Edge effects in fragmented landscapes: A generic model for delineating area of edge influences (D-AEI)
We developed a generic model for delineating area of edge influences D-AEI for quantifying edge effects within a landscape by combining remote sensing, geographic information systems (GIS), moving window (3 x 3), and computer programming techniques. Our model provided a more realistic assessment of edge effects than those based on traditional methods. Unique characteristics of the D-AEI model included: (1) preservation of the spatial characteristics of the landscape structure; (2) incorporation of the most critical parameters controlling edge effects, such as edge orientation, edge contrast, prevailing direction of edge effects, decay value, and interior approximation; and (3) ability to quantify edge effects for various variables at multiple scales. The model is flexible so that the users can define key parameters and generate ecologically relevant output based on environmental and spatial characteristics of the study area and the study purpose. Our results demonstrated that: (a) edge effects were not symmetrically distributed in all directions around clearcuts; (b) AEI was not necessarily continuous around patches; and (c) boundary dynamics and multiple edge effects were clearly reflected across the landscape. Results from this research are important for current and future resource assessments, biological conservation and wildlife habitat management, biodiversity studies of flora and fauna, microclimatic research, future studies on edges and their importance in landscape design and analysis. The model has potential for broader applications in other research areas where human and natural disturbances are evident, at multiple scales from watershed, forest management district, to region. (C) 2000 Elsevier Science B.V.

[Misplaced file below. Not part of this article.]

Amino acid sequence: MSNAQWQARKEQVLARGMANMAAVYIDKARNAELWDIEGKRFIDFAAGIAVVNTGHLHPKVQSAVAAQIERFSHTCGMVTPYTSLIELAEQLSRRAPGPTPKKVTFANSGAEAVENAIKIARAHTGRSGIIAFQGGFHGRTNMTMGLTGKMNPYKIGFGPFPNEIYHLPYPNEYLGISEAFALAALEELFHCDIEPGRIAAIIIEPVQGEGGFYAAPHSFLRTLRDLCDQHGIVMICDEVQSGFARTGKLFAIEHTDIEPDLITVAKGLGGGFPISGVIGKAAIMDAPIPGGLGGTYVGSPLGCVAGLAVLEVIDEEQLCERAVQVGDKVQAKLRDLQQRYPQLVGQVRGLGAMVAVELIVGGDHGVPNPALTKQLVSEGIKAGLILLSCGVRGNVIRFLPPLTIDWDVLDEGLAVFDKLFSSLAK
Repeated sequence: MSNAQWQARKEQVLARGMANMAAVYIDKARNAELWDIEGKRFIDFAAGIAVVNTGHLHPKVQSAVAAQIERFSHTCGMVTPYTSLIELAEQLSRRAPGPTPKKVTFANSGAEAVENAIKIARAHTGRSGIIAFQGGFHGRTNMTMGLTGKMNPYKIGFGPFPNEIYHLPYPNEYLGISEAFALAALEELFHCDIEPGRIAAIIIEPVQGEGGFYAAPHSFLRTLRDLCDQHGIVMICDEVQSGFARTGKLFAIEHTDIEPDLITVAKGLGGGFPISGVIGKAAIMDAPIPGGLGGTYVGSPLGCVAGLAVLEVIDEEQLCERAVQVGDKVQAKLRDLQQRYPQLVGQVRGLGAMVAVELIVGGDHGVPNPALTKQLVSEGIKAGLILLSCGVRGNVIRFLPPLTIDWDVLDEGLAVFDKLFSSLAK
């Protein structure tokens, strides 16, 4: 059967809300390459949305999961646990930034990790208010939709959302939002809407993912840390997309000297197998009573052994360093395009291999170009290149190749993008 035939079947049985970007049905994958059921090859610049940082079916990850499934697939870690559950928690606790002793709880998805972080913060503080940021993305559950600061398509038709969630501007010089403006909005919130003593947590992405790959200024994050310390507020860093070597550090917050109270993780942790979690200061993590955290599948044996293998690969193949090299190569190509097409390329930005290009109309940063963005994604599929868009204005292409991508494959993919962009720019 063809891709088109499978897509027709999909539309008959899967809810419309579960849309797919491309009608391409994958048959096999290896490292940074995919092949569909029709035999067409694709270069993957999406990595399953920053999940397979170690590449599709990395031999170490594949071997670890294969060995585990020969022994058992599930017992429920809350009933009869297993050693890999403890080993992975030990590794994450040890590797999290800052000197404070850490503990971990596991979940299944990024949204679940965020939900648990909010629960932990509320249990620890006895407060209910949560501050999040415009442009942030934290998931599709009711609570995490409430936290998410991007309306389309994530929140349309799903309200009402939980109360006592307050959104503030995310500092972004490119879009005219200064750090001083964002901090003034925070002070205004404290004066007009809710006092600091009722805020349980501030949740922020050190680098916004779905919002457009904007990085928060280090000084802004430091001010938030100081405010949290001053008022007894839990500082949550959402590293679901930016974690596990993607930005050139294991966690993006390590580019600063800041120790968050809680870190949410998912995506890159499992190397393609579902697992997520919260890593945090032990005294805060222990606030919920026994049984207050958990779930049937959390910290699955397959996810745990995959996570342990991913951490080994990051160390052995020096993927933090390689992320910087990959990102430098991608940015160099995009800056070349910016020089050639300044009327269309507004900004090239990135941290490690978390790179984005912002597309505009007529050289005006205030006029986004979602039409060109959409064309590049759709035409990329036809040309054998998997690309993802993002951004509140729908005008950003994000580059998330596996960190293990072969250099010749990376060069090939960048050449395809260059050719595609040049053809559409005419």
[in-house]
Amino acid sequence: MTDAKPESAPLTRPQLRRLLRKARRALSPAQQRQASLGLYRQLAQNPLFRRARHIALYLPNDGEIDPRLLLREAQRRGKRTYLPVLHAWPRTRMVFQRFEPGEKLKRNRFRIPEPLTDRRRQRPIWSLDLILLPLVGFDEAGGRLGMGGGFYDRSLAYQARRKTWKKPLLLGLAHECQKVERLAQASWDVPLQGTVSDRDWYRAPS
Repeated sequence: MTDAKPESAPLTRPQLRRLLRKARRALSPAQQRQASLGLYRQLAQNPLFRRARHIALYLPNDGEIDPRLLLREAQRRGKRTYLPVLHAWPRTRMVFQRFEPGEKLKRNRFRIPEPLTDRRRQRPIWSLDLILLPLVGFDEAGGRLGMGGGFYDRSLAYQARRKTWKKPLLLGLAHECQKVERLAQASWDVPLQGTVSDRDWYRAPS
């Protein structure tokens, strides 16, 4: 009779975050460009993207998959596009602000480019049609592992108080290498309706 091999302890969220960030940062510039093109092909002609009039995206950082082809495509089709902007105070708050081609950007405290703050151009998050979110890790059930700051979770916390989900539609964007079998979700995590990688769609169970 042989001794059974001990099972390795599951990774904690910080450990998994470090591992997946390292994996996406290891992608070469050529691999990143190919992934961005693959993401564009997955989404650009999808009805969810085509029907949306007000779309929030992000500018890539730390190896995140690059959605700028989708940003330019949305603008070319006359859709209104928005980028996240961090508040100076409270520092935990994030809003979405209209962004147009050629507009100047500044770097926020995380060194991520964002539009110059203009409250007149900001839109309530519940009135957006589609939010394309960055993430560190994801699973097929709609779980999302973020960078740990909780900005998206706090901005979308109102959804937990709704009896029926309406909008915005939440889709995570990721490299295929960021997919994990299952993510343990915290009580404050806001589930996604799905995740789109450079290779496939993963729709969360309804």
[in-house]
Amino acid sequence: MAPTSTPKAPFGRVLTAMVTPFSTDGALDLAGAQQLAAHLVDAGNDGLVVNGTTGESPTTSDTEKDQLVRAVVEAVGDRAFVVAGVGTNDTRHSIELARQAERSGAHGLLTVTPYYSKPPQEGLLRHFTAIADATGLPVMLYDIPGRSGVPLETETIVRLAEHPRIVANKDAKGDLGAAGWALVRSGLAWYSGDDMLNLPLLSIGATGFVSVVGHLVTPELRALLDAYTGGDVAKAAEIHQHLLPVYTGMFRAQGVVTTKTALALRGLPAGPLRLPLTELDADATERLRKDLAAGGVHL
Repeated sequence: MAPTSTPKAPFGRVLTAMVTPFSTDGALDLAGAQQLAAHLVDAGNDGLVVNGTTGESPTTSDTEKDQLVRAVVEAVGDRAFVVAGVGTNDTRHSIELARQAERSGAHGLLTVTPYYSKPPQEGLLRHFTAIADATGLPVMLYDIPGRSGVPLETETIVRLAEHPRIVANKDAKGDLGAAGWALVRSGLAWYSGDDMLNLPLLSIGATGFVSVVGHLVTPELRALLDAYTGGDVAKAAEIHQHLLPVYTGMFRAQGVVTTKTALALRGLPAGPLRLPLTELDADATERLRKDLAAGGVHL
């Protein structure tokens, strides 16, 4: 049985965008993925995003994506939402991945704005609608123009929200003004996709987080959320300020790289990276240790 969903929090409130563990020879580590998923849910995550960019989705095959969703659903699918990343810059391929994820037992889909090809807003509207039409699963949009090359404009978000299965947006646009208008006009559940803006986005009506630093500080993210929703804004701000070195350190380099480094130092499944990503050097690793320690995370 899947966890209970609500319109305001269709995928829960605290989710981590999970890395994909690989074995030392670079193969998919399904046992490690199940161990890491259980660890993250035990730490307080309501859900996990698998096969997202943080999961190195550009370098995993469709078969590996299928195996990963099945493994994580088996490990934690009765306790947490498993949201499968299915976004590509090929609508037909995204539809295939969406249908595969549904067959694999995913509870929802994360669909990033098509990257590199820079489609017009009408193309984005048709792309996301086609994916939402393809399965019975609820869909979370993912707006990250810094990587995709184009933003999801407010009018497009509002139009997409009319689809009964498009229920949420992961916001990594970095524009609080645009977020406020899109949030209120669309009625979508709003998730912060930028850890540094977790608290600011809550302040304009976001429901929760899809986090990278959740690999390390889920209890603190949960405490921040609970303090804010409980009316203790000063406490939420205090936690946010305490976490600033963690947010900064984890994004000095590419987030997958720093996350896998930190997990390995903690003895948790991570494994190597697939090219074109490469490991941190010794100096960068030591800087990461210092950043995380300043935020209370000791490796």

Edge effects in fragmented landscapes: A generic model for delineating area of edge influences (D-AEI).
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